Safely Home

This was not an easy script to revisit.

Before Tony passed away, I had this idea for a script called Brain Dead. It was in the very early stages, but the main plot revolved around a brain transplant. I even shared this idea with Tony months before he died. After the funeral, I secluded myself with the exception of visiting his mom and brother. Back in those days, I wrote my scripts on DOS computers and saved them to floppy disks. 

When I started to write the actual script, Brain Dead no longer seemed like an appropriate title. While trying to rename it, I remembered the prayer cards from Tony's funeral, which included this poem, written by Anonymous:

I am home in Heaven, dear ones;

Oh, so happy and so bright!

There is perfect joy and beauty

In this everlasting light.

All the pain and grief is over,

Every restless tossing passed;

I am now at peace forever,

Safely home in Heaven at last.

I couldn’t get that last line out of my head, and named the script Safely Home.

I wrote for long periods of time, sometimes for twelve hours straight. I was depressed and in a very dark place and it shows in this script. It always remained a first draft and I never had an interest in rewriting it. More than twenty years later, it was tough to read and brought back lots of memories. 

When I originally wrote it, the rock band Faith No More just released their album Angel Dust, and it was the only music I listened to. The album was on audio cassette, which meant I had to flip the tape every time a side was over. Just like Angel Dust, the script for Safely Home is brutal and disturbing. The singer for Faith No More, Mike Patton, recently received praise for an original score he composed for the film The Place Beyond the Pines starring Ryan Gosling and Bradley Cooper. In a way, Mike also composed the score for Safely Home, in my mind at least. I would love the opportunity to work with him on a project someday.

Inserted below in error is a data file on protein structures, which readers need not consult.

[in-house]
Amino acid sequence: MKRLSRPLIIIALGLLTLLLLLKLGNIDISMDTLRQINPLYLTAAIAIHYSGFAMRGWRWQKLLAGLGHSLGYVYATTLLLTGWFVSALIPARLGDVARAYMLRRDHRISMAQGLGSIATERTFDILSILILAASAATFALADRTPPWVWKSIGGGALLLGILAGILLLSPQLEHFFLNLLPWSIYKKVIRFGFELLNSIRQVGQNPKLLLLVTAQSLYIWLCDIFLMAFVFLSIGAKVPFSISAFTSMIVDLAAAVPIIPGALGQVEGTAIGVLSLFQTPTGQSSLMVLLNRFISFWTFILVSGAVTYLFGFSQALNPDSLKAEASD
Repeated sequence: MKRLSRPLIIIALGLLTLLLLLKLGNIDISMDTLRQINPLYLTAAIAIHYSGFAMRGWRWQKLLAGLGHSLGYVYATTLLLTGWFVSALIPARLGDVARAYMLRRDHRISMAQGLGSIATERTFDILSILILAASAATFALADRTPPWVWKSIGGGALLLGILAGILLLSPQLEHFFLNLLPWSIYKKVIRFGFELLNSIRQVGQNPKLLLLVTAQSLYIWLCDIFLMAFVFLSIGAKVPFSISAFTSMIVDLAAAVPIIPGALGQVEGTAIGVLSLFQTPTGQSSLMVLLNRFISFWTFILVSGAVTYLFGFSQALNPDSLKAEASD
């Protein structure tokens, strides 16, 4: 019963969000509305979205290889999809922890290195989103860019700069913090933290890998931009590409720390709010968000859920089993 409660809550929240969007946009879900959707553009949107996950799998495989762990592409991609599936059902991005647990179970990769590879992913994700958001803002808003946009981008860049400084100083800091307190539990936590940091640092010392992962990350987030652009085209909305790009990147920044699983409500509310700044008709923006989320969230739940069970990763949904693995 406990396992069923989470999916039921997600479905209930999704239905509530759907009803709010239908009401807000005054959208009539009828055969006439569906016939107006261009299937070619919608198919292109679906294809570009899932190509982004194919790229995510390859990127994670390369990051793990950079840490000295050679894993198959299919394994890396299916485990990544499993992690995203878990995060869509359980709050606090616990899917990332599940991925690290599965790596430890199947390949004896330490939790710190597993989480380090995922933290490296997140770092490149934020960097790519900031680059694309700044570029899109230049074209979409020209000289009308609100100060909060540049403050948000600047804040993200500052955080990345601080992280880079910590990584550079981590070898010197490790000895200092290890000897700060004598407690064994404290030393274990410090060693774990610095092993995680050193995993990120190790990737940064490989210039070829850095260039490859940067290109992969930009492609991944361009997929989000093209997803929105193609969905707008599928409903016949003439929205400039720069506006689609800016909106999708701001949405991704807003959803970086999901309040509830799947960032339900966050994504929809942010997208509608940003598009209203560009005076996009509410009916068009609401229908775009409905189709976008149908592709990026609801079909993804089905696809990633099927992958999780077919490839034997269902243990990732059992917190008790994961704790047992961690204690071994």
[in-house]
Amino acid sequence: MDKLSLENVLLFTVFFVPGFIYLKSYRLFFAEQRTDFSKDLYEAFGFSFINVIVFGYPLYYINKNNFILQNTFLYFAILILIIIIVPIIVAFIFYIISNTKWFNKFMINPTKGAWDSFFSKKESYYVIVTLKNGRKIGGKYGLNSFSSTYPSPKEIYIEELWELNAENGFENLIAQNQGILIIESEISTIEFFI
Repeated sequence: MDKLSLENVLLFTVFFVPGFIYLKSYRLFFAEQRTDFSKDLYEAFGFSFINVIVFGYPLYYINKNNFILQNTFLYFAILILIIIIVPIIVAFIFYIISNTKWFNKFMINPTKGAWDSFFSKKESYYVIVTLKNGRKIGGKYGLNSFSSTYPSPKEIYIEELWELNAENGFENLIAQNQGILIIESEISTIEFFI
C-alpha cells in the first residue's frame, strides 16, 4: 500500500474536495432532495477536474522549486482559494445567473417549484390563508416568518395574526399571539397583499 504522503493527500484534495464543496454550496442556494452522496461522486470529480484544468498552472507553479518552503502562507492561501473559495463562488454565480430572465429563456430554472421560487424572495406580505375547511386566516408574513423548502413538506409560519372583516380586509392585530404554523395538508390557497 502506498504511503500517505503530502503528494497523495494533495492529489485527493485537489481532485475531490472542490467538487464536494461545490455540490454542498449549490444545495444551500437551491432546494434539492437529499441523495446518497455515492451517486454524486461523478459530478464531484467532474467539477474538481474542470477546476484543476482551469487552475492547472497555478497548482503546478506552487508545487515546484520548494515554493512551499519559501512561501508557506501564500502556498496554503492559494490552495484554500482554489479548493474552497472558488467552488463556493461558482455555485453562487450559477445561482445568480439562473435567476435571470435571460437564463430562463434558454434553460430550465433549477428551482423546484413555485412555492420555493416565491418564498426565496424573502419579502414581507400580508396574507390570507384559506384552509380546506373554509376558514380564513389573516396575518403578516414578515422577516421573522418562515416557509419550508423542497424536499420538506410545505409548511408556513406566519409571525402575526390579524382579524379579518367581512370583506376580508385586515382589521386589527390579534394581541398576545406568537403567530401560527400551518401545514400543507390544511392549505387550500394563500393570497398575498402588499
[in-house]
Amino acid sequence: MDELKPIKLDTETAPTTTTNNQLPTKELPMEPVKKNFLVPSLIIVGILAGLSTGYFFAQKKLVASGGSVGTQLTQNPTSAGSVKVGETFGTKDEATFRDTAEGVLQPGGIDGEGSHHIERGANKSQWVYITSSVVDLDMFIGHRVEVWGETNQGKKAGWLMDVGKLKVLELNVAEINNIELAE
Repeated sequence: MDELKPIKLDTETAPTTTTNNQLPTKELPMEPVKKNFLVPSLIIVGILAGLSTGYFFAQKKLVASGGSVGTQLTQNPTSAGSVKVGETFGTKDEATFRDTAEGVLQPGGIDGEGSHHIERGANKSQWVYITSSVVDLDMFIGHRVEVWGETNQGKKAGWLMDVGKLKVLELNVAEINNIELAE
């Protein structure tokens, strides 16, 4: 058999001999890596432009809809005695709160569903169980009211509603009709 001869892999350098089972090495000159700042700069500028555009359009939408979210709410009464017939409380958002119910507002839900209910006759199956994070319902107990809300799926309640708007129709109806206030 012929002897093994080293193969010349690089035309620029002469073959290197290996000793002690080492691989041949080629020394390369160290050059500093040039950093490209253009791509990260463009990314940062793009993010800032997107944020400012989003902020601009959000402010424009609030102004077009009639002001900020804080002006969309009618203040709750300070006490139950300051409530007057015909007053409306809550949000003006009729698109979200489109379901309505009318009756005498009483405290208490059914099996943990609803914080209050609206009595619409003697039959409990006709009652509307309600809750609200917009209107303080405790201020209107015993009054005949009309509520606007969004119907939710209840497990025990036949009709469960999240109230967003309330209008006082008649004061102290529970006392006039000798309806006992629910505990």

In the script for Safely Home, there are two separate groups affected by the brain transplant. There is politician Paul Powers, who is murdered to make it look like a suicide. Then there is Tom McCallum, who dies in a car accident the same night. The Tom character represents Tony and his best friend in the script, Scott, represents me. Other than some similarities with Tom's personality and the friendship, the rest of the story is completely original.

The script dealt with the idea of never seeing someone again after they died. But what if you could? In a scene from Safely Home, the main character is visited by Tom in a dream, something that happened to me often after Tony died. The dream was always the same. Tony was back as if nothing happened. He explained that the whole thing was just a misunderstanding, that he wasn't really dead. My recurring dream appears as a scene in Safely Home.

The story revolves around the transplant of Tom’s brain into Paul’s body and the ripple effect it has on everyone involved. When Paul's murderers think he is still alive, they make a second attempt to kill him. This allows the main character, Scott, to team up with Paul to help save his life, and in turn, save Tom, and in my mind, save Tony. Sorry if this is confusing. Everyone deals with death in their own way, and this was how I did it.

Both of the scenes included in this book are difficult to share. The first scene is when Scott learns of Tom's death and intercuts with Paul's wife learning of the brain transplant.

CLICK HERE to read this script excerpt.

The second scene is the ending. Yes, the ending. Just like my own dream about Tony’s return, I knew the story in Safely Home had to end with reality. We always wake up, so there was no happy ending, or could there be? The happy ending is the title of the script.

CLICK HERE to read this script excerpt.